Vivienne Kennedy reviews Grease, playing at the Bristol Hippodrome until Saturday 25 September 2021.
Seven years after the original stage show premiered in Chicago (and six after its Broadway opening), the film adaptation of Grease was THE movie to see in 1978, the summer I left primary school. It remains the only film I have ever watched more than once in the cinema (I went four times) and I have seen it on TV, video tape and DVD many, many times since. I loved it, my friends loved it, and by the time we walked into Worle Comp that September we were the Pink Ladies; we were seniors and we were going to rule the school… except we were only first years (year sevens in today’s language) and we only ruled the school for the first five minutes, after that we encountered the second years, who were big and scary and very quick to put us in our place.
Being so hopelessly devoted to the film (see what I did there?), I have always been reluctant to watch it on stage. I’ve seen a couple of college productions, but never the full bells and whistles professional show. I always feared it would somehow mar my enjoyment of the film in future. I’m silly.
You must all know the story, (if you don’t, we can never be friends), but I’ll quickly recap… it’s a bit like Romeo and Juliet, featuring two young people who fall in love, but who can’t be together because he’s a Montague/Burger Palace Boy (T-Birds in the film) and she’s a Capulet who’s yet to be accepted into the Pink Ladies. He takes up running, she puts on some leggings, they all live happily ever after.
From the reaction to his first, and every subsequent, appearance, it’s obvious Peter Andre, starring as Vince Fontaine/Teen Angel at certain performances, has many fans in Bristol, and he’s very good, almost stealing the limelight from the main action in some scenes as he hams it up in his DJ box above the stage. I have to confess to being a little disappointed that the alternate, Weston-super-Mare’s very own Jacob Fisher, who I have known since he was a stage school teenager, isn’t playing the role this time. We get to see Jacob take centre stage though as Johnny Casino, singing Shakin’ at the High School Hop, and he does a grand job.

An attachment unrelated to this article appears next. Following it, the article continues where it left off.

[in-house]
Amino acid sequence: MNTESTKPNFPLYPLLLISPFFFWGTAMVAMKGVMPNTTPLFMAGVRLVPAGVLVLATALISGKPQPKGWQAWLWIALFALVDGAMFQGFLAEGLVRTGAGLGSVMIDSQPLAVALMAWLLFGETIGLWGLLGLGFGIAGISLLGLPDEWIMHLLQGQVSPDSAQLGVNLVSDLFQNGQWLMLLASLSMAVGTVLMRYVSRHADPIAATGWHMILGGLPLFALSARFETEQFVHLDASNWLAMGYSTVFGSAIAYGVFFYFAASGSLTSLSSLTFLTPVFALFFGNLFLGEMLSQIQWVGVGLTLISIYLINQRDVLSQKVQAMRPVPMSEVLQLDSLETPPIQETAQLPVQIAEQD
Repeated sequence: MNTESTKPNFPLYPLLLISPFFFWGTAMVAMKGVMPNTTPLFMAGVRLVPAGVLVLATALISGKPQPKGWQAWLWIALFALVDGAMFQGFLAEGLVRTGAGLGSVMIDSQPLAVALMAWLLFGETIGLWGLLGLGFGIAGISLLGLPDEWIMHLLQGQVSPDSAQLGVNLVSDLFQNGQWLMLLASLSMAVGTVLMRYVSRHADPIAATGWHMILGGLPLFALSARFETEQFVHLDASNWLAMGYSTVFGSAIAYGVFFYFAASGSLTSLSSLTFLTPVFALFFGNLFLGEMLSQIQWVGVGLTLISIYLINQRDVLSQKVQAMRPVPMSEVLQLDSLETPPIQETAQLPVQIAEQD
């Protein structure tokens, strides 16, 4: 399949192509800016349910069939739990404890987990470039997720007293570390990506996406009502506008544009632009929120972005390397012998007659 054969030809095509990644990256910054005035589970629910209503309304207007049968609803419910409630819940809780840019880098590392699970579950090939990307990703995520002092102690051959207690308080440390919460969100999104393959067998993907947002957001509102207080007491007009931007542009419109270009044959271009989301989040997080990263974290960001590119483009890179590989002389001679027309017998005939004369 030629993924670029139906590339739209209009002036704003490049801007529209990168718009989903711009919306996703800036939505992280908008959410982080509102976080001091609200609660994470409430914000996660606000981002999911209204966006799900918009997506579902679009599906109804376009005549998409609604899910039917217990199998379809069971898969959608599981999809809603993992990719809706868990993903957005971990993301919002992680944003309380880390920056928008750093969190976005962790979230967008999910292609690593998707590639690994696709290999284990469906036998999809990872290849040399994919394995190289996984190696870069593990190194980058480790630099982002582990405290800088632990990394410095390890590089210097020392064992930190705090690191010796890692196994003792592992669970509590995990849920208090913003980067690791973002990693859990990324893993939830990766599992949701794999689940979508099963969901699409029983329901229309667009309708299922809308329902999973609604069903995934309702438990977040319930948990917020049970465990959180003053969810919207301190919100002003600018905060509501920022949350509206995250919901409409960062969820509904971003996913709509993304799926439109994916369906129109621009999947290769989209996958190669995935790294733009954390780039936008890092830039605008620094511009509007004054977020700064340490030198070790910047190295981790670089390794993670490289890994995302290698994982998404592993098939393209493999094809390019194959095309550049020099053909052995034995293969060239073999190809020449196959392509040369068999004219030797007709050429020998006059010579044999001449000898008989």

One alternate does get their moment in the spotlight, Ellie Kingdon, making her professional debut in this production, who steps up as Sandy, possibly at very short notice as we are told just before the curtain goes up that a short delay has been due to a first aid emergency (best wishes to Georgia Louise, we hope she’s OK). Ellie’s great, bringing a strength to the character that I like; she may ultimately change to get her man, but she calls him out on his nonsense first, making him realise she’s worth changing his ways for too. She also brings strength to the songs; my God, what a powerful voice.
My highlights include the big set pieces – Greased Lightening, We Go Together and Hand Jive; Rizzo’s (Tendai Rinomhota) heart-wrenching rendition of There Are Worse Things I Could Do; and a beautifully tender scene between Jan and Roger (Maeve Byrne and Josh Barnett), in which they confess to mooning over each other (and Roger to the dropping his trousers type of mooning at any opportunity).
If I have any criticism, it’s that sometimes, in the group numbers, the balance between music and voices is slightly off, so you can’t always make out every lyric.
The evening ends with the megamix, when we’re invited to get up on our feet and join in, and, oh boy, do we go for it – 1200 people singing along to Summer Nights at the top of their voices… even I joined in and I’m not a joiner in’er. By the way, I needn’t have feared my love of the movie being sullied, there are enough differences between screen and stage versions for them to be two distinct entities and I like both equally, but for different reasons.
I could go on and on, in every review for the foreseeable future, about the joy of returning to live theatre. If theatre was something you enjoyed before this horrible period of our lives started, I cannot recommend strongly enough that you get back to it as soon as possible, it’s probably the most normal you’ll feel. And if it wasn’t something you did before, start now. The Bristol Hippodrome are being stringent about checking the Covid status of audience members, so you know everyone around you is either fully-vaccinated, has tested negative within the past 48 hours, or has natural immunity. This does mean entry takes a little longer than it used to, but they are staggering arrival times to keep queues down, and it flows pretty well. Inside, the staff wear face coverings and it’s recommended the audience do too, but, to be honest, few people bother and that actually feels OK.
Grease is on until Saturday and there are more fantastic shows coming up before the return of panto in December. To find out more, and to book tickets, visit atgtickets.com/venues/bristol-hippodrome/
Image: Peter Andre (front centre) as Vince Fontaine in Grease, credit Sean Ebsworth Barnes